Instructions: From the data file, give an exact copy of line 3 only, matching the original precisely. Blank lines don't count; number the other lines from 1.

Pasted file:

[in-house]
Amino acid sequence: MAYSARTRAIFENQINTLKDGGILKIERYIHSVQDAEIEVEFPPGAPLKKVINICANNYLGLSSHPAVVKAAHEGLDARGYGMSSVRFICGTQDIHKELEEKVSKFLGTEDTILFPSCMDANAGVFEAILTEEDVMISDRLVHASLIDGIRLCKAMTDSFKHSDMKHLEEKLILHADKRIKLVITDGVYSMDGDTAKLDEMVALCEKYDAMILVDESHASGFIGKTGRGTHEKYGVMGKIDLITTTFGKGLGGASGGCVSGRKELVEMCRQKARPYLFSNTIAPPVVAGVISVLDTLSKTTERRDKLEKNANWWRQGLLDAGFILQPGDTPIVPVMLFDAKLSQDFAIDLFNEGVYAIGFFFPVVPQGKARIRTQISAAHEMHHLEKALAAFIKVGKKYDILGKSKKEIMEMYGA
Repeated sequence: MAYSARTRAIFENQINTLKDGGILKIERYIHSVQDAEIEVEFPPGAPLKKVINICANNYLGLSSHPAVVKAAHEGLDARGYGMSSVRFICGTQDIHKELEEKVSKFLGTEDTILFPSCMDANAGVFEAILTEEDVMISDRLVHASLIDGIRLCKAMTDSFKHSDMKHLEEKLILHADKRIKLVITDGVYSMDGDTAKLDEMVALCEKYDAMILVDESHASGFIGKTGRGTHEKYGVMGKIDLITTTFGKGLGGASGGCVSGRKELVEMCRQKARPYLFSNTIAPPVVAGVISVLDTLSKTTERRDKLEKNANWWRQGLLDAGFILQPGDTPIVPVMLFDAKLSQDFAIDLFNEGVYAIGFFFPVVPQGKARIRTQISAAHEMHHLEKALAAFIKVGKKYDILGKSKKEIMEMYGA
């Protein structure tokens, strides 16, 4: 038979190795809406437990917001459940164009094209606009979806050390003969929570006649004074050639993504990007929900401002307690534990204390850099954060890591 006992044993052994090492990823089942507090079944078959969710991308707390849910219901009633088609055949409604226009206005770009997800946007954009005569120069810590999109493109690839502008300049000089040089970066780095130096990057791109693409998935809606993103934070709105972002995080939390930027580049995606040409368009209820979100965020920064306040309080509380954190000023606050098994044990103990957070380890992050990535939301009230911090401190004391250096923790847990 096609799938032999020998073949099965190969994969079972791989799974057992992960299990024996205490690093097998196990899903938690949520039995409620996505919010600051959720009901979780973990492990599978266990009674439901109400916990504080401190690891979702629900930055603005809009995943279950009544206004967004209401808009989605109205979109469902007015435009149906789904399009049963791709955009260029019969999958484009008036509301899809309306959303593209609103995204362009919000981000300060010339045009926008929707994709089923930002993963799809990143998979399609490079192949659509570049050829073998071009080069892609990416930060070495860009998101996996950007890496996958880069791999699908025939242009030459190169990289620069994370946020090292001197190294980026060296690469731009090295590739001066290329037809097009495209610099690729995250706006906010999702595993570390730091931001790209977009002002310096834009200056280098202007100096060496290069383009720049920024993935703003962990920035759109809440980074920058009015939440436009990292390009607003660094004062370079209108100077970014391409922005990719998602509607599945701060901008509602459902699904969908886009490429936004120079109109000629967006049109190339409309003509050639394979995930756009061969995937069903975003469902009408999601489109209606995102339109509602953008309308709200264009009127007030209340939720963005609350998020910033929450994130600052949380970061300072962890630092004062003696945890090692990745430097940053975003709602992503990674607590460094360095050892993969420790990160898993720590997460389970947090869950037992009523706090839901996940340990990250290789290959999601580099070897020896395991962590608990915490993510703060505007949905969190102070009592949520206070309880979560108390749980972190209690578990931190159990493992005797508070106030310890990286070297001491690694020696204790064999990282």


Repeated sequence: MAYSARTRAIFENQINTLKDGGILKIERYIHSVQDAEIEVEFPPGAPLKKVINICANNYLGLSSHPAVVKAAHEGLDARGYGMSSVRFICGTQDIHKELEEKVSKFLGTEDTILFPSCMDANAGVFEAILTEEDVMISDRLVHASLIDGIRLCKAMTDSFKHSDMKHLEEKLILHADKRIKLVITDGVYSMDGDTAKLDEMVALCEKYDAMILVDESHASGFIGKTGRGTHEKYGVMGKIDLITTTFGKGLGGASGGCVSGRKELVEMCRQKARPYLFSNTIAPPVVAGVISVLDTLSKTTERRDKLEKNANWWRQGLLDAGFILQPGDTPIVPVMLFDAKLSQDFAIDLFNEGVYAIGFFFPVVPQGKARIRTQISAAHEMHHLEKALAAFIKVGKKYDILGKSKKEIMEMYGA